Ben Stiller stands by Shaun White in the wake of White's Halloween costume that some are calling insensitive.
The Olympic snowboarder dressed up as Simple Jack, an intellectually disabled character Stiller portrayed in the 2008 movie Tropic Thunder. White has since apologized to the Special Olympics, which issued a statement regarding their "disappointment" in the 32-year-old, and has also deleted his Instagram photo of the costume.
In response to a Twitter user who joked that Tropic Thunder should be boycotted because of White's actions, Stiller wrote that he stands by the movie and by White.
Actually Tropic Thunder was boycotted 10 years ago when it came out, and I apologized then. It was always meant to make fun of actors trying to do anything to win awards. I stand by my apology, the movie, Shaun White, And the great people and work of the @SpecialOlympics. //t.co/RqID5jIXP1— Ben Stiller (@RedHourBen) October 30, 2018
"Actually Tropic Thunder was boycotted 10 years ago when it came out, and I apologized then," he wrote. "It was always meant to make fun of actors trying to do anything to win awards. I stand by my apology, the movie, Shaun White, And the great people and work of the @SpecialOlympics."
In a statement to The Huffington Post on Monday, the Special Olympics called out White. "We are truly disappointed that Shaun White, an acclaimed Olympian, would choose this costume which is so offensive and causes so much pain," Soren Palumbo, the co-founder of the organization's "Spread the Word to End the Word" campaign. "Disability is not a joke nor should it be a punchline. We hope that Shaun White and others learn that this just continues stigma, stereotypes and discrimination."
Following that statement, White apologized, posting his own statement on social media.
"I owe everyone in the Special Olympics community an apology for my poor choice of Halloween costume the other night. It was a last minute decision. It was the wrong one," the three-time gold medalist wrote. "The Special Olympics were right to call me out on it. They do great work supporting so many tremendous athletes and I am sorry for being insensitive. Lesson learned."
The Special Olympics' official Twitter account thanked him for the apology. "Thank you @shaunwhite for listening to our community. You always have an invitation to shred with our athletes at #XGames Aspen!" the account wrote.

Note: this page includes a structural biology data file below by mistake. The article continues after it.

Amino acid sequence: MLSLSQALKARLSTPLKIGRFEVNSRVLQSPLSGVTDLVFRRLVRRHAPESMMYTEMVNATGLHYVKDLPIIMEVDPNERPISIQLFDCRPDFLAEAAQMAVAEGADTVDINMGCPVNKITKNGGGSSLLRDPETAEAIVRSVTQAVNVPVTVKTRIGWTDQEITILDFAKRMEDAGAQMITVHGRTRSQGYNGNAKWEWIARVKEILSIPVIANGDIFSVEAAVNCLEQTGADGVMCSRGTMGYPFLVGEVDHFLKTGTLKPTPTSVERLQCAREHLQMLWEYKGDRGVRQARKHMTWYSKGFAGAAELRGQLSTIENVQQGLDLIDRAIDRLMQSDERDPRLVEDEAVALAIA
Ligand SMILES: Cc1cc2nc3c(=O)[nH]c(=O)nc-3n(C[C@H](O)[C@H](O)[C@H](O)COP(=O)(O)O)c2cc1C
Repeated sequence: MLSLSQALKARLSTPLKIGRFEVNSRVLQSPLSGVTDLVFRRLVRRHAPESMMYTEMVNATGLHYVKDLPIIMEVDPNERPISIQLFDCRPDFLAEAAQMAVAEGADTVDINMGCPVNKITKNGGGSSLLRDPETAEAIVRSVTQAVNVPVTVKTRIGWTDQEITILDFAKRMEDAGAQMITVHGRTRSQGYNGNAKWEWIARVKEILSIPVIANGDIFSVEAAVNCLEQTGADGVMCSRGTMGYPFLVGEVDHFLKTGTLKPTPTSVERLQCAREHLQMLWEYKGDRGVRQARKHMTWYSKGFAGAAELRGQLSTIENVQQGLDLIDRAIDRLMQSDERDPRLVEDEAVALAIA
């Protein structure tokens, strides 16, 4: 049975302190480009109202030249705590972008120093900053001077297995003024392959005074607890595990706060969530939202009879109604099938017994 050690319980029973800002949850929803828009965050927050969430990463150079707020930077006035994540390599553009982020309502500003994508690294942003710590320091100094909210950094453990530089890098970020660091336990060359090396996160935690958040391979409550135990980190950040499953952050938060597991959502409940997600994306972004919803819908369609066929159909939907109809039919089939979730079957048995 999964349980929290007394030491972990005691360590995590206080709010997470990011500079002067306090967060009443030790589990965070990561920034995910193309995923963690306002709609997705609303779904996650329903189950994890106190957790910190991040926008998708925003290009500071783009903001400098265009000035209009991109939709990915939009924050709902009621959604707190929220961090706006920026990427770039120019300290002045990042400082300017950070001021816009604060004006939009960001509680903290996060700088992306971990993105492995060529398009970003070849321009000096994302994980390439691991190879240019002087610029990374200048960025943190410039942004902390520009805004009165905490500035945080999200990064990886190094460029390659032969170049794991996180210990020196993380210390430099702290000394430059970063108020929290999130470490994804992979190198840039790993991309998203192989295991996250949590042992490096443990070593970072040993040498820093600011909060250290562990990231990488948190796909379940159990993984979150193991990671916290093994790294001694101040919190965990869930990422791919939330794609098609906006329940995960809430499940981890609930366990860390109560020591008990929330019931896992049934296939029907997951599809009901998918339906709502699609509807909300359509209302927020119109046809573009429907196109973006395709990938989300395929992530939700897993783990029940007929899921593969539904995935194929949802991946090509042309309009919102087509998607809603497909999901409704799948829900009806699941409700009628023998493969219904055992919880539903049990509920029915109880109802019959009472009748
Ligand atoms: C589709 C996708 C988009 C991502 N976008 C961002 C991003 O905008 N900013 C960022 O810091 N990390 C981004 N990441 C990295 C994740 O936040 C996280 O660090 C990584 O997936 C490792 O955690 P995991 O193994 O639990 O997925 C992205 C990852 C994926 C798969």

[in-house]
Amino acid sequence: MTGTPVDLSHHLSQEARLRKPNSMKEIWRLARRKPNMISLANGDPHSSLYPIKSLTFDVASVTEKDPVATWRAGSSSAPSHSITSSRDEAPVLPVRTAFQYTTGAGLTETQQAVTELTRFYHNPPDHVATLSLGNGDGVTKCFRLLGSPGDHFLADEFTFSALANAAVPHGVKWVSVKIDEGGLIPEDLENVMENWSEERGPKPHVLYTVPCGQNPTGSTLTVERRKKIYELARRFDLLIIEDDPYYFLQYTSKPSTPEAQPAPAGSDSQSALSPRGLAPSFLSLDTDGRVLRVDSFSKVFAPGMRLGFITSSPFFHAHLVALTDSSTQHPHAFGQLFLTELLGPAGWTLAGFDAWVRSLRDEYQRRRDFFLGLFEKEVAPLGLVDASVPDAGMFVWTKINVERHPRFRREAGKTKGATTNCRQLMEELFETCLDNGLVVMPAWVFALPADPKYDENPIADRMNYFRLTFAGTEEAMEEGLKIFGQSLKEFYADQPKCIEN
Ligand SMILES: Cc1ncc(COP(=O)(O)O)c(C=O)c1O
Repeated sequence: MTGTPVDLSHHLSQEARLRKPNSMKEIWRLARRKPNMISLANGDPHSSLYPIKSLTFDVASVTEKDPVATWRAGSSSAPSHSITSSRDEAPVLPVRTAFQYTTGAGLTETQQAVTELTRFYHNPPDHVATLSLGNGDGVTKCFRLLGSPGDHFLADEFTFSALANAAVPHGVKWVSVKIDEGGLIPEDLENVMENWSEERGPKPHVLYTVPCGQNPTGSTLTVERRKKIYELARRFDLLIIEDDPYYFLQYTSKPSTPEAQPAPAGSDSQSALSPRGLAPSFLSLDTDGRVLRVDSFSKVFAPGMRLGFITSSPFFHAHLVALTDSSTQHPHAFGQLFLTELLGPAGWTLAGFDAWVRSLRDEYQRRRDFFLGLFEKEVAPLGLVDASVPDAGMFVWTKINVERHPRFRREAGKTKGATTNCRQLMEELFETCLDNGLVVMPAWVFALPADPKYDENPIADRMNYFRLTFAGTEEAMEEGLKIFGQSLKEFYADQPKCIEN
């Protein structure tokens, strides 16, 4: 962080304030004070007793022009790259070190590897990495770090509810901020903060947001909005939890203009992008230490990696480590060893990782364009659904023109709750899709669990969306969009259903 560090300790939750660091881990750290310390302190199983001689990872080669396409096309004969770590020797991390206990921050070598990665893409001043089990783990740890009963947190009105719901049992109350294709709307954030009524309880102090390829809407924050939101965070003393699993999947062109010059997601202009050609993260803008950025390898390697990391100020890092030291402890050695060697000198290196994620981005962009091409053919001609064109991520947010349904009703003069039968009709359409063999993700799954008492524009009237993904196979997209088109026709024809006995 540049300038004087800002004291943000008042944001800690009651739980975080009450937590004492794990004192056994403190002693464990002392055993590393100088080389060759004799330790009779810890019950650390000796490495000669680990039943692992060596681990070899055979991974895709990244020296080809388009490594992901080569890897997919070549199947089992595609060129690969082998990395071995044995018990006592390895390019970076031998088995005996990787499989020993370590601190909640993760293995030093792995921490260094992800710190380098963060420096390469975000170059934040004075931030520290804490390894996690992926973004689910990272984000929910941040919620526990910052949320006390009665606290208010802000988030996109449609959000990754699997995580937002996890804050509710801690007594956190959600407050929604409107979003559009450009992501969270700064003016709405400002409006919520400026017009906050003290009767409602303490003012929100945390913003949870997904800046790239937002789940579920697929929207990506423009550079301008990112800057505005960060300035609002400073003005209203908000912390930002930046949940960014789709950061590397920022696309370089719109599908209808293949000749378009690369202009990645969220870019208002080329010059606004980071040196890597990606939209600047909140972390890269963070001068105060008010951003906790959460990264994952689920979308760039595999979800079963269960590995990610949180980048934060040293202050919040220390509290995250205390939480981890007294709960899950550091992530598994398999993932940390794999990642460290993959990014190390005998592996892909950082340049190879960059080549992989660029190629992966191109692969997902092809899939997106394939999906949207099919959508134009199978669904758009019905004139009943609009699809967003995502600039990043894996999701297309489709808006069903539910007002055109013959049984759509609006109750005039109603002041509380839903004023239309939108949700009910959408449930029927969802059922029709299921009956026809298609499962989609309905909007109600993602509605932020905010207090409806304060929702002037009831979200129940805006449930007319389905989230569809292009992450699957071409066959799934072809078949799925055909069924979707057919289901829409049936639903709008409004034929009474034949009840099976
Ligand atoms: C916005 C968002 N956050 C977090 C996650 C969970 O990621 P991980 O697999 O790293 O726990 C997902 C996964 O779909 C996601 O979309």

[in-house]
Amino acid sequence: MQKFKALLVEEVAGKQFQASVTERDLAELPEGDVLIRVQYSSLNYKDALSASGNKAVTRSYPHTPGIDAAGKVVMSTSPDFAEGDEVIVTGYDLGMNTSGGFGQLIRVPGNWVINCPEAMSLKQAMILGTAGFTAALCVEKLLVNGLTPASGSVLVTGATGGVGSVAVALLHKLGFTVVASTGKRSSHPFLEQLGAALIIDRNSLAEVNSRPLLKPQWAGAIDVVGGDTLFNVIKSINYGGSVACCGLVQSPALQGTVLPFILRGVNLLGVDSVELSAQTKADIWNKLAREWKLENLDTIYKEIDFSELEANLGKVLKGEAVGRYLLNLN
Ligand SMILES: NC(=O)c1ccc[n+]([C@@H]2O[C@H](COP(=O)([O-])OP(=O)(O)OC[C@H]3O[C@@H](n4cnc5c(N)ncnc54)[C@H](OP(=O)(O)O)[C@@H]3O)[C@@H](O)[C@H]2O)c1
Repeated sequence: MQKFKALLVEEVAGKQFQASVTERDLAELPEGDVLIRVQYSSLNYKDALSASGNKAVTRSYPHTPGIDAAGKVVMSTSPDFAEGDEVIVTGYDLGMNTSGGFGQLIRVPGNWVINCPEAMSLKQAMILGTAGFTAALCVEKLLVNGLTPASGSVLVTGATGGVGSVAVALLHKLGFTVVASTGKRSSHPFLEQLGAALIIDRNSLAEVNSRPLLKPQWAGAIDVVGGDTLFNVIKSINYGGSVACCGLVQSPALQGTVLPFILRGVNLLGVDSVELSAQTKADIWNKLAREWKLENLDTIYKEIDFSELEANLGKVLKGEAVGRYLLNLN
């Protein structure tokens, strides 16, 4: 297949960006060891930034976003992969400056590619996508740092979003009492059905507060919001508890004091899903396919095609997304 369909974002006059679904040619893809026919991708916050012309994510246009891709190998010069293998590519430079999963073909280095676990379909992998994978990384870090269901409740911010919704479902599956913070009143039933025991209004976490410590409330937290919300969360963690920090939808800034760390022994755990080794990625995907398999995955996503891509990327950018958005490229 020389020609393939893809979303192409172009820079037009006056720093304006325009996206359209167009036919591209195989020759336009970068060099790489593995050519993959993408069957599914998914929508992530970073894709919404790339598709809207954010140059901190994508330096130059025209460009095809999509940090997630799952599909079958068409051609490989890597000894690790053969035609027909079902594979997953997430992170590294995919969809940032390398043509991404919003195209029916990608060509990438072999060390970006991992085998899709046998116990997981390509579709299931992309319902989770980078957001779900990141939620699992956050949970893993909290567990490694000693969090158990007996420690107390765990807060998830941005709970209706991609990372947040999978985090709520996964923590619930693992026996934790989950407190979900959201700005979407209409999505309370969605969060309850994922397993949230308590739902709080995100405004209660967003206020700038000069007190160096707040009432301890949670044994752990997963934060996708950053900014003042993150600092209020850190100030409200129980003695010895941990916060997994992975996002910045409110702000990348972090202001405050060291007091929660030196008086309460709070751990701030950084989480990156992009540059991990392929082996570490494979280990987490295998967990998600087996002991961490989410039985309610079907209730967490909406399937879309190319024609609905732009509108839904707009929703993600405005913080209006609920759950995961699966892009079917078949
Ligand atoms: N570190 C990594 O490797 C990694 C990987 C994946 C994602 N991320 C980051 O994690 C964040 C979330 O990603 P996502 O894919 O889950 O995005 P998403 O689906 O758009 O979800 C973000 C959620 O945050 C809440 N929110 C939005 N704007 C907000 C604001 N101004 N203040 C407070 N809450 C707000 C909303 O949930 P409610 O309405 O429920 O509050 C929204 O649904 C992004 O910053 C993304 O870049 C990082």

When Tropic Thunder premiered in 2008, it ignited a fierce debate over its Simple Jack character, who was intended to be a satiric portrayal of the way Hollywood uses stories of disabled people to attract awards buzz. But the satire wasn't received well by everyone, especially because the film frequently referred to Stiller's character as the "r word."
"When I heard about it, I felt really hurt inside," the Special Olympics' global messenger Dustin Plunkett said in 2008, according to CBS News. "I cannot believe a writer could write something like that. It's not the way that we want to be portrayed. We have feelings. We don't like the word 'retard.' We are people. We're just like any other people out there. We want to be ourselves and not be discriminated against."
Robert Downey Jr. was among those who defended the movie's usage of free speech. "I think it's open to interpretation and that's the great thing," he said at the movie's premiere. "You know, if I want to protest something because it offends me that's my right as an American, and it's also any artist's right to say and do whatever they wanna do."0comments
DreamWorks also defended the film at the time. "Tropic Thunder is an R-rated comedy that satirizes Hollywood and its excesses, and makes its point by featuring inappropriate and over-the-top characters in ridiculous situations. The film is in no way meant to disparage or harm the image of individuals with disabilities," said Chip Sullivan, a spokesperson for DreamWorks, Reuters reported.
What do you think of the controversy reignited after 10 years? Share your thoughts in the comments below.